Response: Again, the CUP does not pertain to all 118 residential units, just those on the proposed top floor, so based on the estimates above, we’re really talking at most 39 additional cars. That’s roughly one A-Line bus worth of traffic if all those drivers of single-occupancy motor-vehicles were to opt to take the bus (which has a stop immediately adjacent to the proposed property) rather than electing to take their cars. If this neighborhood group is truly concerned about pedestrian safety, exhaust and noise due to added traffic at that intersection, it would seem their efforts would be better placed in advocating for safer streets, “Complete Streets,” pedestrian safety initiatives such as the Stop-For-Me campaign, and supporting greater use of the A-Line, rather than exercising themselves with this appeal to stymie construction of much needed housing in our neighborhood. This would also be completely consistent with the Saint Paul Comprehensive Plan for 2040 – “T-19. Shift mode share towards pedestrian, bike, public transit and carpooling.” And “T-23. Improve public transit mode share and support quality public transit in all parts of Saint Paul through strategic establishment of transit-supportive land use intensity and design.” (That “land use intensity and design” means increasing density, particularly along transit-corridors.)
- Claim: The added height and massive design will be detrimental to the existing character of the immediate neighborhood and negatively affect property values.
Response: Again, the CUP pertains only to the top floor of the proposed building. The “massiveness” of the building is largely a subjective issue, and the developer has already made multiple compromises on the design to concretely address the expressed concerns that some still find it too massive. These include additional set-backs, smaller and fewer units on the top floor, cut-ins to break up the visual continuity of the street-facing surfaces, and others. No support or explanation is offered for the claim that the building will be detrimental to the existing character of the immediate neighborhood. The area is currently characterized by a flat-lot used for parking, and several dilapidated buildings to the South, giving this corner a vaguely blighted character, at least relative to the rest of the Macalaster-Groveland neighborhood. Other buildings at that intersection are not single-family homes, but multi-level commercial buildings, some with billboards atop them that reach almost the same height as the proposed building. I see no evidence offered that this new construction would have a negative effect on any property values in the area, and evidence from other locations indicates that such construction often increases surrounding property values. See also T-23 above from the Saint Paul Comprehensive Plan 2040 as well as “LU-1. Encourage transit-supportive density and direct the majority of growth to areas with the highest existing or planned transit capacity.”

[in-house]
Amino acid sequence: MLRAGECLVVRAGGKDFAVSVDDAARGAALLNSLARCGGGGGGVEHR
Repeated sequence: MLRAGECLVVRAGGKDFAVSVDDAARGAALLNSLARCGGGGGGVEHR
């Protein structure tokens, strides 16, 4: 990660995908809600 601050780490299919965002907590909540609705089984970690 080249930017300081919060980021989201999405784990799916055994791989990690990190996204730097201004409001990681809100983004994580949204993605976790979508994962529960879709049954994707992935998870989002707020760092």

- Claim: Young professionals have already sold their homes on the 200 block of Brimhall rather than have their backyards face the height of the development proposed.
Response: There’s no reason to doubt that young professionals may have sold their houses on the 200 block of Brimhall. The houses on this block are relatively small, and are therefore some of the more affordable in the neighborhood, making them reasonable “starter homes,” for young professionals, who often buy such homes and intend to own them for relatively short periods, until they outgrow the spaces and feel need or desire to move to larger spaces. Often, as is the case in at least one instance here, new young professionals purchase the houses sold by other young professionals. So observing young professionals selling their houses on Brimhall is an expected part of the experience and character of this neighborhood, not some aberration. Moreover, as someone whose experience in this neighborhood reflects precisely the pattern just described, I can vouch that the decision to make such a move is influenced by far more salient and manifold factors than concerns about a new development across the alley from their backyards. The housing market is particularly “hot” at this time, and there appears to be some level of “pent up demand” for making residential moves. So when folks say they are moving for this or that reason, I always take it with a grain of salt, as I ponder how large the capital gain is likely to be on the property they are selling.